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Exploring a cheapo diy spectrometry possibility.
The standard spectro meter uses eg. reflected light
bounced off a diff. grating. One modern twist is to put
this light onto a ccd, then diferent parts of ccd get
different colors, and the resultant intensity vs. color is
However another poss. I am trying to grok is doing this
without a grating, instead using eg rgb leds. It would
require de convoluting a signal that is due to known
of led spectra * unknown reflection spectrum. I cant
if the information is 'inthere' or hopelessly smeared out.
Take for example 2 leds and vary their percent
contribution to illumination, call this percent p, freq. is
w, and the individual led spectra are led1(w) and led2(w)
The combined illumination is then
L(w,p)= p led1(w) + (1-p) led2(w)
Assuming the sample is 'nice' and doesnt play any
frequency shifting tricks (i believe this is quite rare and
limited eg to some crystals that can do frequency
anyway it seems this must be an assumption of optical
spectroscopy ) then it has an unknown reflection
R(w) to be found.
Finally assume that the detector has flat spectrum - this
can be done by normalizing the actual response, i dont
think it helps anything to include the detector sensitivity
curve in this analysis. Use two or more detectors e.g.
values from a ccd if that helps matters, I dont think it
So the problem is to use the detected signal D(p) from
light detector/ccd, which is a weighted average of the
intensities at each freq., to find R.
======== ============= ========== ==============
D(p)= integ over w of (L(w,p)*R(w))
= integ over w of ( p led1(w) R(w) + (1-p) led2(w)
Knowing D(p) (and led1, led2) can R be found?
======== ============= =========== =============
Alternatively / maybe equivalently, is there only one
solution for R ( in which case numeric solution is possible
if nothing else). Use 3 leds if necessary, etc.
Differentiating wrt p does not seem to help matters. Any
maths whizzes able to shed some spectrum on this?
Take a gander at [see link] which does something close,
am not convinced he extracts a spectrum however.
led 'spectrometer' [spalpeen, Dec 23 2011]
Full spectrum tunable LED
Build it with one of these. [Wrongfellow, Sep 19 2012]
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||The linked article seems to use 5 different LED wavelengths to get a _very_ crude spectrograph - one with 5 frequency values.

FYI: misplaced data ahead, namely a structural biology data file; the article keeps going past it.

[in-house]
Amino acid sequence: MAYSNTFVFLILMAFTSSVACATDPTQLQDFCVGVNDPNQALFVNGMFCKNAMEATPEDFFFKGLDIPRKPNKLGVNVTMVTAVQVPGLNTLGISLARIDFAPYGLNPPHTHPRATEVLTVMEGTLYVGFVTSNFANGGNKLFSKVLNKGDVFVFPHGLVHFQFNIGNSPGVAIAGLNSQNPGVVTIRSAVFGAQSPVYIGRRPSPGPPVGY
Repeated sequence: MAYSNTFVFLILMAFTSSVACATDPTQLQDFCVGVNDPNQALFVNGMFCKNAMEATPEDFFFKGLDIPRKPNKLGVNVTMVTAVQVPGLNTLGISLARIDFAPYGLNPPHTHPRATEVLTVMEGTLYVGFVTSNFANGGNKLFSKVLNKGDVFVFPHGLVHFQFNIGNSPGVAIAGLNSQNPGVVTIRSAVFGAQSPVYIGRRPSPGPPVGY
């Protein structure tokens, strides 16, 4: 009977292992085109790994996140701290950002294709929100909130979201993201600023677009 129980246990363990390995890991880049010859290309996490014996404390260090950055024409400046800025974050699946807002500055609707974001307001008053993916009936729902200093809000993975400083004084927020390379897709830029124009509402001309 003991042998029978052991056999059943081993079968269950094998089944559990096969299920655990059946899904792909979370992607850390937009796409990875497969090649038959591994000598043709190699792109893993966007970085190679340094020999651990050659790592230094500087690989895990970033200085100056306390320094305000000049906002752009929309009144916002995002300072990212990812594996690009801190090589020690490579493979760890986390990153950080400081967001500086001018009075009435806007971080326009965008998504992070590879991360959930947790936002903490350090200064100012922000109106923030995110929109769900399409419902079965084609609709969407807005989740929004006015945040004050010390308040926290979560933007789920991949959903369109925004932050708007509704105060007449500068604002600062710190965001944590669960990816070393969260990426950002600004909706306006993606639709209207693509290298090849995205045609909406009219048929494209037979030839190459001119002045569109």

||If you're suggesting that by illuminating a sample with mixtures of light from different LEDs you can get more information than by illuminating it with each LED in turn, then I fear you are mistaken.
||>>If you're suggesting that by illuminating a sample
with mixtures of light from different LEDs you can
get more information than by illuminating it with
each LED in turn, then I fear you are mistaken.
||Thats my suspicion as well - that the varying linear
comb. of two spectra is not 'variable enough'. But I
do not directly see it from the math.
If a single led with variable center frequency were
available then it almost surely could be use for this
purpose. If the center freq. can be varied slightly
with power/temp, then a spanning set of LEDs
||AFAIK spectral transmittance is strictly linear, except in extreme cases such as heating of the sample by the light such that its optical properties change. If so, your idea is mathematically useless.
||Your best bet might be to get a large number of LEDs of different frequencies. Even LEDs of a single type from a single manufacture have slightly varying frequencies, and are sometimes divided into different frequency bins for sale. You then have to calibrate for each LED, but that might end up being an almost trivial software problem.
||Altering the LED's frequency function using temperature or power can certainly be done, but it might not be very repeatable (read - reliable) if it tends to damage the LED, which I suspect it might.
||I was thinking about a prism. But you wouldn't need
to spread the frequencies across the CCD, just
physically move the CCD through the nicely expanded
spectrum in a sweep. Then you can simply integrate
the signal from the entire CCD to gain sensitivity.
However if you're cooling the CCD with single or
series Peltier units, it will be bulky. It might be
easier to sweep the light path across the CCD by
pivoting the prism. Still trivial though.
||I assumed sensitivity and noise were always
||[+] for a prism. KISS (keep It Simple S*****)
||//Keep It Simple Sirrah// Yebbut, then it becomes a Perfectly Ordinary Spectrophotometer. And you're just replacing one kind of complexity with another - you'll need a stable smooth- and wide-spectrum light source, a slit, a prism or grating, and a CCD array or physical scanning mechanism, all precisely aligned.